Are you saying there is a dark side to helping our coworkers?
Well, I’m not saying that but a study I stumbled across from a few years ago is.
So, don’t help coworkers, that’s it!
No, actually it’s much more nuanced. There are all sorts of very good reasons to help coworkers, ranging from improved team productivity, better atmosphere, bonding, etc., etc.
I’m confused. When should I help my coworkers?
Well, what the study found, which is interesting, is that particularly when fatigued that helping coworkers in the morning could backfire. Specifically it lead to higher feelings of exhaustion, and this in turn lead to less help in the afternoon but also more self-serving political behaviours in the afternoon!
Helping others is tiring?
Yes, this is what previous research from this group at Michigan State University found. Helping others used a bunch of cognitive resources and is fatiguing.
So, this is specifically about helping others when fatigued and in the morning?
Yes, obviously you can and should help others, but be careful about committing too much time to this when you’re tired and particularly in the morning.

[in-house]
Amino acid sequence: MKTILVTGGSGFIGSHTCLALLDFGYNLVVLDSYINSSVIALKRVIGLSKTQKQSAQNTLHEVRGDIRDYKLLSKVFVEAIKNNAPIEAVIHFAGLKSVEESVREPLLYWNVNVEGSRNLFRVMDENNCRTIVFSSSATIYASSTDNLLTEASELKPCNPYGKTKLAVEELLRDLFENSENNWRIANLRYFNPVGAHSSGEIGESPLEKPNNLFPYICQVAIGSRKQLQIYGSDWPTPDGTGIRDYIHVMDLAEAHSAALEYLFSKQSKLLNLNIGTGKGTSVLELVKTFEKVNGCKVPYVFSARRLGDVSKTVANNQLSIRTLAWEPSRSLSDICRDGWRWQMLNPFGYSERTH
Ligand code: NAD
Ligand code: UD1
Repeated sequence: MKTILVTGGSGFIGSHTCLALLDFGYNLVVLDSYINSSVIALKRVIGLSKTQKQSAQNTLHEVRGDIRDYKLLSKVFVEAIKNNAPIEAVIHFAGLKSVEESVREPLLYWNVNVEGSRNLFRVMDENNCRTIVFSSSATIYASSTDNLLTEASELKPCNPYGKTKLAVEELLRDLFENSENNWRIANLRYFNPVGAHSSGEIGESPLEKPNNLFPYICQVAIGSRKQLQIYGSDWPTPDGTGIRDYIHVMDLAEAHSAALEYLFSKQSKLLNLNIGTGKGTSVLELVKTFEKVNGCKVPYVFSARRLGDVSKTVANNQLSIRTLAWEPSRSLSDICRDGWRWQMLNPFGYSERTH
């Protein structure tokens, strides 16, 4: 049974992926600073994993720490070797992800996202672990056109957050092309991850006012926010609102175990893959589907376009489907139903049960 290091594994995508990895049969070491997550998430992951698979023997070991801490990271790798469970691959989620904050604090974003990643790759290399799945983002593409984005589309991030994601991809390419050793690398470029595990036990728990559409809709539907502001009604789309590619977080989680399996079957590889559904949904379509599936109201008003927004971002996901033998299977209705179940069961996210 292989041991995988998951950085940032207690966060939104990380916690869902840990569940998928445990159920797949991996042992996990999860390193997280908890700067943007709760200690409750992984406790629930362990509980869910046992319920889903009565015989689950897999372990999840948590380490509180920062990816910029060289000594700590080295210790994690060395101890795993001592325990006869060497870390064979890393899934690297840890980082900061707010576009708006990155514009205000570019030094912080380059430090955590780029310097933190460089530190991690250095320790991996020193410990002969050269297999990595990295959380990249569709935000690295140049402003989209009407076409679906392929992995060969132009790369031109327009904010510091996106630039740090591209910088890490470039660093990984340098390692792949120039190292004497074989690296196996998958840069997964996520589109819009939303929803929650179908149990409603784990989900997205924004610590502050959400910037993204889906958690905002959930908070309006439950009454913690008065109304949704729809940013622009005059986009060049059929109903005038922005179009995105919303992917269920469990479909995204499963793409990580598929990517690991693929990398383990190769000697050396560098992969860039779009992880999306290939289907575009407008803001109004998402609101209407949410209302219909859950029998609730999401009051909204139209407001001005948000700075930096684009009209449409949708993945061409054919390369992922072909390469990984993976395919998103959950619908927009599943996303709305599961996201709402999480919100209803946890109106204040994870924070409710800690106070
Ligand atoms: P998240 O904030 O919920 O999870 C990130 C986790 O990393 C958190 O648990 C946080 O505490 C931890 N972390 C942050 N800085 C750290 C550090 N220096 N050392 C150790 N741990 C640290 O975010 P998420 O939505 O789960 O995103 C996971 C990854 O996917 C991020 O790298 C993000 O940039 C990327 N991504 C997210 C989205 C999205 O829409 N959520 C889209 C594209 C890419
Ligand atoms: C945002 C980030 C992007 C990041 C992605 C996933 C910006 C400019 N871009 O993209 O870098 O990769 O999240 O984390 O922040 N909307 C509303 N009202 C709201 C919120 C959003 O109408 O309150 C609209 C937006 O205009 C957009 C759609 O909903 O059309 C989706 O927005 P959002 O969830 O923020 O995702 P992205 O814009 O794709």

Basically mornings should be for individual work and afternoons for collaborative work then?
Indeed, in fact I (and other time management gurus) have recommended similar things. Block a good chunk of time in the morning to just get on with individual work. It gives a sense of completion and you are fresh and can focus. Then you can get into other more random work including collaborative and helping activities.
Or don’t go to work tired!
That’s another option…but unavoidable at times…
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Allison S. Gabriel, Joel Koopman, Christopher C. Rosen, Russell E. Johnson.
Helping others or helping oneself? An episodic examination of the behavioral consequences of helping at work.
Personnel Psychology, 2017